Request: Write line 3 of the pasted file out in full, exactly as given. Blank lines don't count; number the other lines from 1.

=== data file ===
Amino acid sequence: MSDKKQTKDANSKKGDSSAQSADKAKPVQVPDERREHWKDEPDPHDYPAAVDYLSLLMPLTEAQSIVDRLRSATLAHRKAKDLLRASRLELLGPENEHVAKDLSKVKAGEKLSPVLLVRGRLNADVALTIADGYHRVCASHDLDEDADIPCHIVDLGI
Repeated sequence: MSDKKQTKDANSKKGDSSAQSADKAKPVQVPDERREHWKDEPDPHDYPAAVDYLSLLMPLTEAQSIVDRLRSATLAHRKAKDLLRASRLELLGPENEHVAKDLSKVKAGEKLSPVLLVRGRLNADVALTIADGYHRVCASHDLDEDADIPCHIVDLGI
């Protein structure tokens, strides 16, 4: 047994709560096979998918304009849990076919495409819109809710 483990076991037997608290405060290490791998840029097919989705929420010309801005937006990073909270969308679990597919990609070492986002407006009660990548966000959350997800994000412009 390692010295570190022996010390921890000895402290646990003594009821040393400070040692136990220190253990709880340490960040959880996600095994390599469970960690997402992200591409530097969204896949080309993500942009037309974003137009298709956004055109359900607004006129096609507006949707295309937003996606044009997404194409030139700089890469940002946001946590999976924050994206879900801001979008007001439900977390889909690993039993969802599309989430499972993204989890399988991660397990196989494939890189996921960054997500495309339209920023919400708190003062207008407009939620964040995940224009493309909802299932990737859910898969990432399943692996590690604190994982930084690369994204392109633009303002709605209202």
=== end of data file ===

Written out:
């Protein structure tokens, strides 16, 4: 047994709560096979998918304009849990076919495409819109809710 483990076991037997608290405060290490791998840029097919989705929420010309801005937006990073909270969308679990597919990609070492986002407006009660990548966000959350997800994000412009 390692010295570190022996010390921890000895402290646990003594009821040393400070040692136990220190253990709880340490960040959880996600095994390599469970960690997402992200591409530097969204896949080309993500942009037309974003137009298709956004055109359900607004006129096609507006949707295309937003996606044009997404194409030139700089890469940002946001946590999976924050994206879900801001979008007001439900977390889909690993039993969802599309989430499972993204989890399988991660397990196989494939890189996921960054997500495309339209920023919400708190003062207008407009939620964040995940224009493309909802299932990737859910898969990432399943692996590690604190994982930084690369994204392109633009303002709605209202």